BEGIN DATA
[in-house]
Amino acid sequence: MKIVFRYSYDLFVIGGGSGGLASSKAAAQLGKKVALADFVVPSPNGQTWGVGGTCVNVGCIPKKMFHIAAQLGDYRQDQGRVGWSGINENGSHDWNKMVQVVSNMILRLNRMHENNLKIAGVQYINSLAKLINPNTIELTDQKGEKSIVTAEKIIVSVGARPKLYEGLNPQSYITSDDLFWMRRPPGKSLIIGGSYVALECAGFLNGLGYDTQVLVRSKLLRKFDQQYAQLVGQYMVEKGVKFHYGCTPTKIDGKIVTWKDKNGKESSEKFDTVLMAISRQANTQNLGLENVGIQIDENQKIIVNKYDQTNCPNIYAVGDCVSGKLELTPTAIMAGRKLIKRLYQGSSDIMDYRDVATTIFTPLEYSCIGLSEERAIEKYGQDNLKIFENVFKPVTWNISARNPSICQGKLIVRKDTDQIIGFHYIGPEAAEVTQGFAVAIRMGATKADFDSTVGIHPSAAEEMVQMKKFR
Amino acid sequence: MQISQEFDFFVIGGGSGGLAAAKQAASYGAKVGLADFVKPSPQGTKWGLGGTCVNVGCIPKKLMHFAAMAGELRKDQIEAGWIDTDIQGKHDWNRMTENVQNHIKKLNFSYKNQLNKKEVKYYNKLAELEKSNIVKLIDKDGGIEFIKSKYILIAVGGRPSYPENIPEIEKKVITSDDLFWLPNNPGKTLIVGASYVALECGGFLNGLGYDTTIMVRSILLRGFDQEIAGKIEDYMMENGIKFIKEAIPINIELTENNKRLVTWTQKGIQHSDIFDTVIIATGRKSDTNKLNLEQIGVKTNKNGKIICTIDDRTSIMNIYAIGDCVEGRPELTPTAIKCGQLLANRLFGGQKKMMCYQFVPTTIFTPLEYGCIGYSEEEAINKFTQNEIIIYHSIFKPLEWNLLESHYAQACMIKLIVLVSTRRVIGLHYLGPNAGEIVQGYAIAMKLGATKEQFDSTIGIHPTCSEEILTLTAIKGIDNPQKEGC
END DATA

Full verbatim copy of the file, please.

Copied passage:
[in-house]
Amino acid sequence: MKIVFRYSYDLFVIGGGSGGLASSKAAAQLGKKVALADFVVPSPNGQTWGVGGTCVNVGCIPKKMFHIAAQLGDYRQDQGRVGWSGINENGSHDWNKMVQVVSNMILRLNRMHENNLKIAGVQYINSLAKLINPNTIELTDQKGEKSIVTAEKIIVSVGARPKLYEGLNPQSYITSDDLFWMRRPPGKSLIIGGSYVALECAGFLNGLGYDTQVLVRSKLLRKFDQQYAQLVGQYMVEKGVKFHYGCTPTKIDGKIVTWKDKNGKESSEKFDTVLMAISRQANTQNLGLENVGIQIDENQKIIVNKYDQTNCPNIYAVGDCVSGKLELTPTAIMAGRKLIKRLYQGSSDIMDYRDVATTIFTPLEYSCIGLSEERAIEKYGQDNLKIFENVFKPVTWNISARNPSICQGKLIVRKDTDQIIGFHYIGPEAAEVTQGFAVAIRMGATKADFDSTVGIHPSAAEEMVQMKKFR
Amino acid sequence: MQISQEFDFFVIGGGSGGLAAAKQAASYGAKVGLADFVKPSPQGTKWGLGGTCVNVGCIPKKLMHFAAMAGELRKDQIEAGWIDTDIQGKHDWNRMTENVQNHIKKLNFSYKNQLNKKEVKYYNKLAELEKSNIVKLIDKDGGIEFIKSKYILIAVGGRPSYPENIPEIEKKVITSDDLFWLPNNPGKTLIVGASYVALECGGFLNGLGYDTTIMVRSILLRGFDQEIAGKIEDYMMENGIKFIKEAIPINIELTENNKRLVTWTQKGIQHSDIFDTVIIATGRKSDTNKLNLEQIGVKTNKNGKIICTIDDRTSIMNIYAIGDCVEGRPELTPTAIKCGQLLANRLFGGQKKMMCYQFVPTTIFTPLEYGCIGYSEEEAINKFTQNEIIIYHSIFKPLEWNLLESHYAQACMIKLIVLVSTRRVIGLHYLGPNAGEIVQGYAIAMKLGATKEQFDSTIGIHPTCSEEILTLTAIKGIDNPQKEGC